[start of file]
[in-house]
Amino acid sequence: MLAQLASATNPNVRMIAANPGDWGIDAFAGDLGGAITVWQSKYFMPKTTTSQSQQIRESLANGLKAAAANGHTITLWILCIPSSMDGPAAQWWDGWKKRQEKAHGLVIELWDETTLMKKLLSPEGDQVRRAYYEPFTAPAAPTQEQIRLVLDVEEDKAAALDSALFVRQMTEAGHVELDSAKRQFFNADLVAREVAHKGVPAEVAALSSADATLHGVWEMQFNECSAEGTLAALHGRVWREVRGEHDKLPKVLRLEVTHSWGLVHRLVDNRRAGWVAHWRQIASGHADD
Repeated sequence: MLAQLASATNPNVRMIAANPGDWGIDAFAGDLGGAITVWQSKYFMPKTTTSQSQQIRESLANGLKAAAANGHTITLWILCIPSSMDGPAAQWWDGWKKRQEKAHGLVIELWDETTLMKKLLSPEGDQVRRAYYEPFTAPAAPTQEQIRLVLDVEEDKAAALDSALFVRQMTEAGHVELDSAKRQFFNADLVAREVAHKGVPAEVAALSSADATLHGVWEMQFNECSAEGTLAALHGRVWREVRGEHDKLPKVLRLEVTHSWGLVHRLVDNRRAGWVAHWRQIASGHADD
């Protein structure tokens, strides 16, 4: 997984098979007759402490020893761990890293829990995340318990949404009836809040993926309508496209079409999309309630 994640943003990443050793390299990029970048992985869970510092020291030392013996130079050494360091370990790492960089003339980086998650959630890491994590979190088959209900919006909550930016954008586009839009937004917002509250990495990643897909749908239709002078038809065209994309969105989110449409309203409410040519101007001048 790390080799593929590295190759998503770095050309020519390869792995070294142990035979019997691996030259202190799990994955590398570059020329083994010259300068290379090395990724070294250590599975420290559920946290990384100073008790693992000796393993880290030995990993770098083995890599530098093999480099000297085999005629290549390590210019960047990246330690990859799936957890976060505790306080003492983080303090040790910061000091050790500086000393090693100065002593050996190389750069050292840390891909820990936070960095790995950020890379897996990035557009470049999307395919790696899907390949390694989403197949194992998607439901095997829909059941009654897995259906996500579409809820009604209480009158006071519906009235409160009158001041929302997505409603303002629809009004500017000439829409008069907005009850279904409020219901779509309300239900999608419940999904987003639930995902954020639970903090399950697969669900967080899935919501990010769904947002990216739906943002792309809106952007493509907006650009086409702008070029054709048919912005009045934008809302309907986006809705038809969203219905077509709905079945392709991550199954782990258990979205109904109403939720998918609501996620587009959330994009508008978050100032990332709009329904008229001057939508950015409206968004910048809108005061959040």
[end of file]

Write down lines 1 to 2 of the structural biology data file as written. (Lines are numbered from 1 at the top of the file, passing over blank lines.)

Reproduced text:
[in-house]
Amino acid sequence: MLAQLASATNPNVRMIAANPGDWGIDAFAGDLGGAITVWQSKYFMPKTTTSQSQQIRESLANGLKAAAANGHTITLWILCIPSSMDGPAAQWWDGWKKRQEKAHGLVIELWDETTLMKKLLSPEGDQVRRAYYEPFTAPAAPTQEQIRLVLDVEEDKAAALDSALFVRQMTEAGHVELDSAKRQFFNADLVAREVAHKGVPAEVAALSSADATLHGVWEMQFNECSAEGTLAALHGRVWREVRGEHDKLPKVLRLEVTHSWGLVHRLVDNRRAGWVAHWRQIASGHADD